Mila Chan teaches. She is also a first-grade student.
Mila is inspired by learning ... and transfers that knowledge into teaching her fellow students Mandarin Chinese.
The 6-year-old has been mentoring her classmates in the acquisition of Mandarin. Each day, students in teacher Donna Berghahn’s Distance Learning Academy class learn a little more and review what they have covered.
Mila’s family is having her honor her culture by learning Mandarin at home. Her father, Nelson Chan, has family from Hong Kong and her mom, Elizabeth Chan, comes from Taiwan. Mandarin is the most widely spoken language in China. Two-thirds of its native speakers speak Mandarin.
How does she teach her friends?
“I just unmute myself,” Mila said matter-of-factly. “And I just say it.”
With the help of her mother, Mila gathers up Mandarin words to teach. She practices speaking them at home. Then, she shares the sayings, common words, favorite animals, or numbers on Google slides with the class.
On Mondays, she introduces the new words with the slides.
She says the word.
Then, the class repeats the word after her.
They practice the learning in short, two- to three-minute lessons throughout the week.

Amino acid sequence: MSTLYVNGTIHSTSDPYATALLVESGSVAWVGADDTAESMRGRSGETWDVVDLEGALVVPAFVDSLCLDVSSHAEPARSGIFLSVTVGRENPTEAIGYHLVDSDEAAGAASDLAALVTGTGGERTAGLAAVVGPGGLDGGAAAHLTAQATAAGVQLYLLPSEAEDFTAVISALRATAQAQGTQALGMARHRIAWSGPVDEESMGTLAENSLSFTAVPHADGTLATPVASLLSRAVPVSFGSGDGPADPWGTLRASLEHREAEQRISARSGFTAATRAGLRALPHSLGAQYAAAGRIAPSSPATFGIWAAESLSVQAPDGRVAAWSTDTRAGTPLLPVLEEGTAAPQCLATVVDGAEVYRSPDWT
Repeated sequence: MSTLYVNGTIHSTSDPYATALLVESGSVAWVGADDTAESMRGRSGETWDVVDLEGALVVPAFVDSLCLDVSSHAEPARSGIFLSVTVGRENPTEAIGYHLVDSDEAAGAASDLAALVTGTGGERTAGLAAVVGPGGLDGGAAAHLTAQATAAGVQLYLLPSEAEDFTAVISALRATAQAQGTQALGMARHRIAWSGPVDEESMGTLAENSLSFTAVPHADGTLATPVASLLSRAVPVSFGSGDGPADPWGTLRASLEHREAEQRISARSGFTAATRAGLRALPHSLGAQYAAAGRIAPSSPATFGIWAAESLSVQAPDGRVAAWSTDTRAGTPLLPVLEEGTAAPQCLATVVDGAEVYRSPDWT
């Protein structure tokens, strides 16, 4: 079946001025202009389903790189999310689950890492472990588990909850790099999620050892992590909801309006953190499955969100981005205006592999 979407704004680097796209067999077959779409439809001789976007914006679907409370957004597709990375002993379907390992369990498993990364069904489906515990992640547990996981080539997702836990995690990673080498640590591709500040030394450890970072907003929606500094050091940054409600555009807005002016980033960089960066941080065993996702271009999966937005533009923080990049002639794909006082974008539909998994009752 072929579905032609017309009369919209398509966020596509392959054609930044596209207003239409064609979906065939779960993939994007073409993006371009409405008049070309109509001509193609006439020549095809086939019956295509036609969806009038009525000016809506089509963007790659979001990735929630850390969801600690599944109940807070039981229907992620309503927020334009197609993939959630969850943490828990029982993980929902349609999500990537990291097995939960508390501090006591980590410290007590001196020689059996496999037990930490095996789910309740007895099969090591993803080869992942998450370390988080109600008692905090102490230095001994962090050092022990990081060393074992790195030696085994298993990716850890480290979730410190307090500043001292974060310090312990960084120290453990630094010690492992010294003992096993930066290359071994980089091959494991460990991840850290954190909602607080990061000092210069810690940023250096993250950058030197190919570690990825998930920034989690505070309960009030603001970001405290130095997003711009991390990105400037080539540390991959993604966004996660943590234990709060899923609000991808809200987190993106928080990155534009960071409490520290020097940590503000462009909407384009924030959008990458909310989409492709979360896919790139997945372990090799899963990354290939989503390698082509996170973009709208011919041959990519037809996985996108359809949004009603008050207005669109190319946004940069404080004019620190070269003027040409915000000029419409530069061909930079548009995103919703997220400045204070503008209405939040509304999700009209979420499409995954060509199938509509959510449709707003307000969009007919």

Of course, Mila gets help from Berghahn. Sometimes, they pick words that match up with the lessons in Berghahn’s class, like numbers or topical events, such as the election.
Recently, they gave the class a “test” on what they learned.
When asked how her classmates did, Mila said, “Good.”
Mila is active. She plays tennis and takes voice and piano lessons. She loves to read. Her two favorite subjects are math and reading. She said she likes to do her schoolwork and her mother and father help out.
She doesn’t know, however, how much time she spends on her studies every day but she works hard. When she grows up, Mila wants to be a veterinarian or a doctor, like her mother.
“Mila likes to finish her work,” her mother said. “She can’t stop until she finishes. She has to finish everything as soon as she starts it.”
Mila, who has a twin brother, Dylan, and a younger sister, Annabel, has taken an interest in working with her mother and Berghahn to teach her class.
“It was evident that they were studying her family’s culture. So, when there’s an opportunity to encourage that family-based learning I try to use it in the classroom,” Berghahn said. “Family-based learning gives the students a sense of pride and for Mila learning about her Asian heritage was an excellent opportunity. I just thought of it one day as an enrichment. It’s a fun way to honor their culture and encourage learning with everybody else.”